London Congestion Charge
For many centuries, right through to the present day, London's traffic problems have been the stuff of legend. Cars, delivery vans and buses form a slow-moving swamp of vehicles down most of the main streets for most of the day, and have for decades. It's no surprise that, over the years, there have been all sorts of new and innovative proposals to clean up the mess.
Ken Livingstone, Mayor of London from 2000 to 2008, caused a political storm when he declared that he was going to charge motorists for something that has always been free to them — the roads. Introduced in 2003, modified in 2007 and 2011, the Congestion Charge Zone has remained controversial ever since.
- What is the Congestion Charge?
- Where and when does it operate?
- How does it work?
- What do I pay?
- What happens if I don't pay?
- Who is exempt?
What is the Congestion Charge?
The capital's traffic problems were not new when the motor car was invented. Even in the nineteenth century horse-drawn traffic choked its streets. There have been endless ideas and proposals to fix it ever since, but none have ever got very far or had much success. From the 1930s to the 1970s, proposals were made for new ring roads, dual carriageways, motorways, multi-level interchanges and tunnels to sort out the traffic, but they all faltered when faced with public opposition to the damage and destruction they would cause across the city.
With no way to build out of the problem, the traffic jams remained. A different kind of solution was proposed in the late 1990s by Ken Livingstone, a former leader of the Greater London Council in the 1980s who had been known for irritating the Conservative government with his socialist politics. He reputedly said "I hate cars...if I ever get any power again, I'll ban the lot", which may or may not be true, but he is certainly known for pursuing policies that promote and subsidise public transport and sideline private traffic.
His solution to the traffic problem — which he was able to pursue after his election as an independent London Mayor in 2000 — was to impose a financial penalty on traffic in Central London, with the intention that it would be avoided by anyone not on truly essential business there, freeing up space for public transport and making the place more pleasant for pedestrians.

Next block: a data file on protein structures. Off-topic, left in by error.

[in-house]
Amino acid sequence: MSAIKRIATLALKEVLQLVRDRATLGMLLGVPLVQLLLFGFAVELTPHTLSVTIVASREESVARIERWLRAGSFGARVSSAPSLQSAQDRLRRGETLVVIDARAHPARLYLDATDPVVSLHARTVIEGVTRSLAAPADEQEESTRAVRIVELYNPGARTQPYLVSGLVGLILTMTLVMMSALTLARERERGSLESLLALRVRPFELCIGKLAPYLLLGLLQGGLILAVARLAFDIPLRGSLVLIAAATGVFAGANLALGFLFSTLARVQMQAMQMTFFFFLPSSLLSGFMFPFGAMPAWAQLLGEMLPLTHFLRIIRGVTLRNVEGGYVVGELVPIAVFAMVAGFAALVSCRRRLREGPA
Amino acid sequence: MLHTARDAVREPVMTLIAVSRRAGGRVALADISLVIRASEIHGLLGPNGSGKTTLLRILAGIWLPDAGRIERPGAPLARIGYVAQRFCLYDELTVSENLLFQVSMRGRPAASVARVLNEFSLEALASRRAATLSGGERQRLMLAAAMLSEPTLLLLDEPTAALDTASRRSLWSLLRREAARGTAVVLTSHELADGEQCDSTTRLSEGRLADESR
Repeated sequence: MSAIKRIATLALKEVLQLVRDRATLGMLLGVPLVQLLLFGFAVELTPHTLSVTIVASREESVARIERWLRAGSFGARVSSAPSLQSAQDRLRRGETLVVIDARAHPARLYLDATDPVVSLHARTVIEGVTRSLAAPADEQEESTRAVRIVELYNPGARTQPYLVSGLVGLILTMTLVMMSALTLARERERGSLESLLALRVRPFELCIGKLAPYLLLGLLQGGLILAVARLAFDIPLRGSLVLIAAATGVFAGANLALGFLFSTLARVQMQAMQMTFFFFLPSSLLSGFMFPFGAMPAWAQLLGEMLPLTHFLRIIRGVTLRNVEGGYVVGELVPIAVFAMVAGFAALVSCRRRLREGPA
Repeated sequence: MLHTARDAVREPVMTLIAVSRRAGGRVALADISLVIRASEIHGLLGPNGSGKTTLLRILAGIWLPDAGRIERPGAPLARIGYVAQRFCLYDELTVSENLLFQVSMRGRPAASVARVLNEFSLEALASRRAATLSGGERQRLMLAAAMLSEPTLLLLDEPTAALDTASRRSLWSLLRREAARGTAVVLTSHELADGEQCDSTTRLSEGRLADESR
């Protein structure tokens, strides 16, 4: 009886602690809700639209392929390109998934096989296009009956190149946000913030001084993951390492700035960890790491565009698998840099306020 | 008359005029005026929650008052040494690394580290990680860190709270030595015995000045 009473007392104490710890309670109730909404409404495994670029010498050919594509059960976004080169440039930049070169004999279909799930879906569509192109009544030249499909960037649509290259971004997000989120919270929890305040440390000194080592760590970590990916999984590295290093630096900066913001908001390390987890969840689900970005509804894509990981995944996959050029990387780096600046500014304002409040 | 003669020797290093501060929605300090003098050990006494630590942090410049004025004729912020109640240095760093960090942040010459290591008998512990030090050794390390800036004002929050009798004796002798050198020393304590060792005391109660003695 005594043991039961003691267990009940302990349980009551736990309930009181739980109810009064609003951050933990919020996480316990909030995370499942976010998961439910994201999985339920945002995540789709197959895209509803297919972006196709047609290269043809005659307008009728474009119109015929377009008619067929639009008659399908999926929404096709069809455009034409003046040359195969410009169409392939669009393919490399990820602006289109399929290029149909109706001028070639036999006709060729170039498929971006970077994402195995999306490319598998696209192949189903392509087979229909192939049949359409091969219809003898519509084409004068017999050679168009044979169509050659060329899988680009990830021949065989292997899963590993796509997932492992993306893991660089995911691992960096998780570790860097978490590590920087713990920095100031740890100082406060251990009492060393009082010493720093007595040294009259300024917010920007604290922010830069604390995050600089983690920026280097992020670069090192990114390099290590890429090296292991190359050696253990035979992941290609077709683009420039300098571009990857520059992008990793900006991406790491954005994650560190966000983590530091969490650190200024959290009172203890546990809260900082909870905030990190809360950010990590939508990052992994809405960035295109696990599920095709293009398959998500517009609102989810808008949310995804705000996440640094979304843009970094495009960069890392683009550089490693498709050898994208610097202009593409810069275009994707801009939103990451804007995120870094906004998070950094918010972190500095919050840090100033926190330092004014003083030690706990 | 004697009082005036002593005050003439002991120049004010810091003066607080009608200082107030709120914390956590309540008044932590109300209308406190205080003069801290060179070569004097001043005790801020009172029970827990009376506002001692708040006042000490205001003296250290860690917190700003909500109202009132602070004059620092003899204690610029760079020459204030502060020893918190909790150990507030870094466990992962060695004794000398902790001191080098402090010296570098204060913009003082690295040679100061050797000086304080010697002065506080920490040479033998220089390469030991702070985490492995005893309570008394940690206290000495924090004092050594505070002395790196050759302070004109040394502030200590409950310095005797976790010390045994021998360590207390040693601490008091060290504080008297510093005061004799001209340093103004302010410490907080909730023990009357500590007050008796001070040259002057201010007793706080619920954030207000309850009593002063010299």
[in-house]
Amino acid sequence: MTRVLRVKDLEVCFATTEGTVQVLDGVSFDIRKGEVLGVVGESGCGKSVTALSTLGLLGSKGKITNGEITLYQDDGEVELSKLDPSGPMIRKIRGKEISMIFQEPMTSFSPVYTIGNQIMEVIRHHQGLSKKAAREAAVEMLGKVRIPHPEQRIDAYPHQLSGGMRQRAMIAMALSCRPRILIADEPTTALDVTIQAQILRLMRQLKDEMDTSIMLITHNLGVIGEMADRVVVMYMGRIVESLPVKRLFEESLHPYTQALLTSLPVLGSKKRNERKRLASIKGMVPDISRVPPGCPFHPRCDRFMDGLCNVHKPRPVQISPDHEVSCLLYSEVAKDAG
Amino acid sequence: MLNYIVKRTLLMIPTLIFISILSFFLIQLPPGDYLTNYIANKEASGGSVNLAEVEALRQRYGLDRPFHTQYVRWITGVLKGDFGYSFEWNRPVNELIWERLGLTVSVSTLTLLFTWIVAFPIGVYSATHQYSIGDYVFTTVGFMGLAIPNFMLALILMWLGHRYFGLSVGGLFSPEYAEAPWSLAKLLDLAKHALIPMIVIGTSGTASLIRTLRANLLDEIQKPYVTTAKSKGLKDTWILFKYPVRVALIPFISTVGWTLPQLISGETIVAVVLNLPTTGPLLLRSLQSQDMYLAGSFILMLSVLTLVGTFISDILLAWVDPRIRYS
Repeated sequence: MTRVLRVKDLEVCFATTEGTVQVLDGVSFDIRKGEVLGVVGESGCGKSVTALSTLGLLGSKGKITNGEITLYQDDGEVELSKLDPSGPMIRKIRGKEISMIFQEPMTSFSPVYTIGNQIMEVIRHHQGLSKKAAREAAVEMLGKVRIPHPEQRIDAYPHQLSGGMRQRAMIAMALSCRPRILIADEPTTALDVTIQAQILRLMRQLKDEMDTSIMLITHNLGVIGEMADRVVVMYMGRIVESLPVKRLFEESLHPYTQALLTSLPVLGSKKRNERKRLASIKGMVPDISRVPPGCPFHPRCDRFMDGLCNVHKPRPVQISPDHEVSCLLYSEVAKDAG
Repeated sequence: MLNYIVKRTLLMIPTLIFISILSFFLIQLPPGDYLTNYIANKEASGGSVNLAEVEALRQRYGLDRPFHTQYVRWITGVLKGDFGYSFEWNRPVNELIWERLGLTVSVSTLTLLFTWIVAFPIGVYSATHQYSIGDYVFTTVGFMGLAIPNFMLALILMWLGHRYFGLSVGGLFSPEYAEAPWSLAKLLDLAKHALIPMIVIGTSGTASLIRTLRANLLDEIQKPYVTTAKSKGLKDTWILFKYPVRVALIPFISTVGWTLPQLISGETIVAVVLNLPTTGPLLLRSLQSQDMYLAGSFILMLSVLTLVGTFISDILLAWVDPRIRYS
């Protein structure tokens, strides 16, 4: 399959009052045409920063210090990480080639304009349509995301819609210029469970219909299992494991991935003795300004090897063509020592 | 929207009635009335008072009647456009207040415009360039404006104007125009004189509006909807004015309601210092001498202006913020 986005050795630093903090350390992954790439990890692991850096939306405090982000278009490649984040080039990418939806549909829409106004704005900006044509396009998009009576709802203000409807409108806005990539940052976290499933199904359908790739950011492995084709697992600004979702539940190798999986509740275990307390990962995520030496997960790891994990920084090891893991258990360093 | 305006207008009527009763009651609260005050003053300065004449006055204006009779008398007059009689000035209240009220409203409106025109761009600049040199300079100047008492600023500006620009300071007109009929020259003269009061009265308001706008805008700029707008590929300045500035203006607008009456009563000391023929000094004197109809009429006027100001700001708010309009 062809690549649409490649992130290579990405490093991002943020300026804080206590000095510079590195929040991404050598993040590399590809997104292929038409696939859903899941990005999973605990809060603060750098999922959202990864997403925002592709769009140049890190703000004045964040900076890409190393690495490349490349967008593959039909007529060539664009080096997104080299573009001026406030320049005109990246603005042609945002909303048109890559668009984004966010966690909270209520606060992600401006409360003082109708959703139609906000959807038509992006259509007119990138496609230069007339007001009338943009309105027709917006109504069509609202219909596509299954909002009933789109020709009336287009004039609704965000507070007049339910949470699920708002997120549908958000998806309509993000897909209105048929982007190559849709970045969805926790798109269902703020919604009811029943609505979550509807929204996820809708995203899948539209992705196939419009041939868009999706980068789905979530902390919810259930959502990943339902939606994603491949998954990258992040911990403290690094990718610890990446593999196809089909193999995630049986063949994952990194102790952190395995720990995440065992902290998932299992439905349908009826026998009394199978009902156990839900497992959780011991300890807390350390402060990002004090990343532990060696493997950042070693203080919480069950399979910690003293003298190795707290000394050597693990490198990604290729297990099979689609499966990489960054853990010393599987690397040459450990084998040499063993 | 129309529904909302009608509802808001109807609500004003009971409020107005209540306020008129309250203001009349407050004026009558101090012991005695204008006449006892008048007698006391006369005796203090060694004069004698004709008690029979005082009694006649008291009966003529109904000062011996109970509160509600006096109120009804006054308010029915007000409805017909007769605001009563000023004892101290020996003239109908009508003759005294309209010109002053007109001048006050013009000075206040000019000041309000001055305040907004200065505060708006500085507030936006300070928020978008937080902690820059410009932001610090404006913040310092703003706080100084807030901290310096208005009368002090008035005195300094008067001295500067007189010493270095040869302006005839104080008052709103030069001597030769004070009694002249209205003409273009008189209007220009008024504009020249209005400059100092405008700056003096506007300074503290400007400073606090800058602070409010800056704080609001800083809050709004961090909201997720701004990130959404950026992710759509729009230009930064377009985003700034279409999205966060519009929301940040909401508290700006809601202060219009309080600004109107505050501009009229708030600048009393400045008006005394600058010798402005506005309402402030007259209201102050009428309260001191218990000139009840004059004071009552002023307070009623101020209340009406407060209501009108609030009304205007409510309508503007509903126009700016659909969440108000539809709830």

The Congestion Charge began operation on 17 February 2003 and was extended west to cover Kensington and Chelsea on 19 February 2007.
Ken Livingstone was succeeded as Mayor of London by Boris Johnson in 2008, who cancelled Livingstone's plans to link Congestion Charge pricing to vehicle emissions, and went on to scrap the western extension to the zone, returning it to its original boundaries, as shown above. There are no plans, however, to scrap the original zone, and it looks set to remain a permanent feature of London's streets.
Where and when does it operate?
The Congestion Charge zone covers Central London, including most parts of Westminster and the City of London. With certain exceptions, it encompasses the whole area within the Inner Ring Road, which forms its boundary and provides a way for through traffic to avoid it. The zone is marked by road signs and markings featuring a red disc containing a white "C". The roads forming the zone boundary are free to use.
The Congestion Charge operates Monday to Friday between 7am and 6pm, though it is occasionally suspended in exceptional circumstances at the discretion of the Mayor. It does not apply at weekends, on public holidays and in the period between Christmas Day and New Year's Day.
Vehicles entering the zone during the hours of operation are liable to pay a charge, and failure to pay the charge can result in steep fines or prosecution. The scheme applies to foreign-registered vehicles as well as British ones.
How does it work?
Travelling around London, every entrance to the Congestion Charge zone is marked unambiguously on direction signs on all surrounding roads. The red circular "C" symbol is used to indicate roads that lead into the zone.